CAPE TOWN - The revenue shortfall caused by water saving measures has come at a cost to Cape Town residents. The City hopes to recover its R1.6 billion loss in revenue with the proposed water levy.
Despite water-saving tactics, Cape Town's drought crisis continues to plummet at an alarming rate.
In efforts to save the city's crisis, water saving projects have been piloted which caused a revenue shortfall.
Mayor Patricia de Lille last month proposed a drought levy to compensate for the revenue shortfall.
De Lille gave residents until next Monday, January 15 to respond to the drought levy which is said to cost households an additional fee of between R47 and R150 per month.
The proposed tax could affect over 450 000 households which will fund various water augmentation projects.
The Mayor tried to assure residents that although 464 216 households would be affected, only 11% of these households would pay more than R150 per month.
“People are using less water now and even though people are using less water, we still have to maintain and repair our reticulation system, and therefore money is needed,” said De Lille.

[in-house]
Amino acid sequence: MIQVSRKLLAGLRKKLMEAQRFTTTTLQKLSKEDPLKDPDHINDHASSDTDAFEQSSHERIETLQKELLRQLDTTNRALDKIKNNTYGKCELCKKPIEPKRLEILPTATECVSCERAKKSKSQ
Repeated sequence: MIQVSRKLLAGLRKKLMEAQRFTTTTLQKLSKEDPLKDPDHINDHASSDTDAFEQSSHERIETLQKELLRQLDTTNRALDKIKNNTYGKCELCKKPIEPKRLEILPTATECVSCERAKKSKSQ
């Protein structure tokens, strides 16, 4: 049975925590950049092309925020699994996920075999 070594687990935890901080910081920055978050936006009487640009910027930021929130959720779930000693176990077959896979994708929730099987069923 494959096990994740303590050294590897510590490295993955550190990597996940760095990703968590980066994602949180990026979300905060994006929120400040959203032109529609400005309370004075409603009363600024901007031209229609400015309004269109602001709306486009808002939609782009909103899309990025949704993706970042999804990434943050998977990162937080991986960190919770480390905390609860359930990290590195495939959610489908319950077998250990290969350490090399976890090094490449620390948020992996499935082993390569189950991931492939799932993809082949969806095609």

Day Zero has been brought forward to April 22, 2018 due to high usage. Dams are sitting at a dire 29.7% with only 19.7% of which is deemed usable.
Poor management of the water crisis has been observed in the agricultural sector.
“It did come to our attention that some of the [agricultural users] were drawing more water than what they should. The minister [of the Department of Water and Sanitation] responded about two days ago to say that National will up the enforcement of restrictions on agriculture and also on the City of Cape Town,” said De Lille.
The mayor said that the city is working closely with the Department of Water and Sanitation and that “it's not going to be helpful just to blame” during a crisis.
“You need to give the people of the city of Cape Town hope, and show leadership … we have to, as the City of Cape Town, also take responsibility to make sure that we bring on the necessary augmentation of water,” said De Lille.
- BUSINESS REPORT ONLINE